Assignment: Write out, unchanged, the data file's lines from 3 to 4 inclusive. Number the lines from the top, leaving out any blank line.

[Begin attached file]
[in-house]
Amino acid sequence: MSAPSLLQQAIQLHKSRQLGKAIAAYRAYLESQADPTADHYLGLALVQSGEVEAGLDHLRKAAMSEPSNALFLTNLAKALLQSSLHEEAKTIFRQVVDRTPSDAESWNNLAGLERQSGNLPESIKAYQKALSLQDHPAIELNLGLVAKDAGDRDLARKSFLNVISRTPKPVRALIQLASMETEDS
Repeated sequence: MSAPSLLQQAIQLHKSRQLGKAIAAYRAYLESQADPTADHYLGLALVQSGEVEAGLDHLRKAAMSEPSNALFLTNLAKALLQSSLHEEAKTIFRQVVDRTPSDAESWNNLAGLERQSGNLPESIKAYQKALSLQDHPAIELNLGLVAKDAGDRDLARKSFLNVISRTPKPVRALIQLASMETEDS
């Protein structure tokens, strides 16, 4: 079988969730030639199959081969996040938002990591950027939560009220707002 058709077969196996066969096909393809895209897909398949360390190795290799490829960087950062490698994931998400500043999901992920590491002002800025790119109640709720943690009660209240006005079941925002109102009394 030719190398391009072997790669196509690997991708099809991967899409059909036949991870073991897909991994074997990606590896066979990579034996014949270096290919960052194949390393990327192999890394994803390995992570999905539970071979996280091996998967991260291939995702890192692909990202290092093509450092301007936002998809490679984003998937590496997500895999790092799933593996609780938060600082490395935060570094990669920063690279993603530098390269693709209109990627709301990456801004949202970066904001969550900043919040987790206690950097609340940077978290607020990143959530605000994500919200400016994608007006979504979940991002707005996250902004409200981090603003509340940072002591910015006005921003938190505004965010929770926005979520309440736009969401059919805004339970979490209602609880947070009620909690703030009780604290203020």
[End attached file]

Repeated sequence: MSAPSLLQQAIQLHKSRQLGKAIAAYRAYLESQADPTADHYLGLALVQSGEVEAGLDHLRKAAMSEPSNALFLTNLAKALLQSSLHEEAKTIFRQVVDRTPSDAESWNNLAGLERQSGNLPESIKAYQKALSLQDHPAIELNLGLVAKDAGDRDLARKSFLNVISRTPKPVRALIQLASMETEDS
């Protein structure tokens, strides 16, 4: 079988969730030639199959081969996040938002990591950027939560009220707002 058709077969196996066969096909393809895209897909398949360390190795290799490829960087950062490698994931998400500043999901992920590491002002800025790119109640709720943690009660209240006005079941925002109102009394 030719190398391009072997790669196509690997991708099809991967899409059909036949991870073991897909991994074997990606590896066979990579034996014949270096290919960052194949390393990327192999890394994803390995992570999905539970071979996280091996998967991260291939995702890192692909990202290092093509450092301007936002998809490679984003998937590496997500895999790092799933593996609780938060600082490395935060570094990669920063690279993603530098390269693709209109990627709301990456801004949202970066904001969550900043919040987790206690950097609340940077978290607020990143959530605000994500919200400016994608007006979504979940991002707005996250902004409200981090603003509340940072002591910015006005921003938190505004965010929770926005979520309440736009969401059919805004339970979490209602609880947070009620909690703030009780604290203020």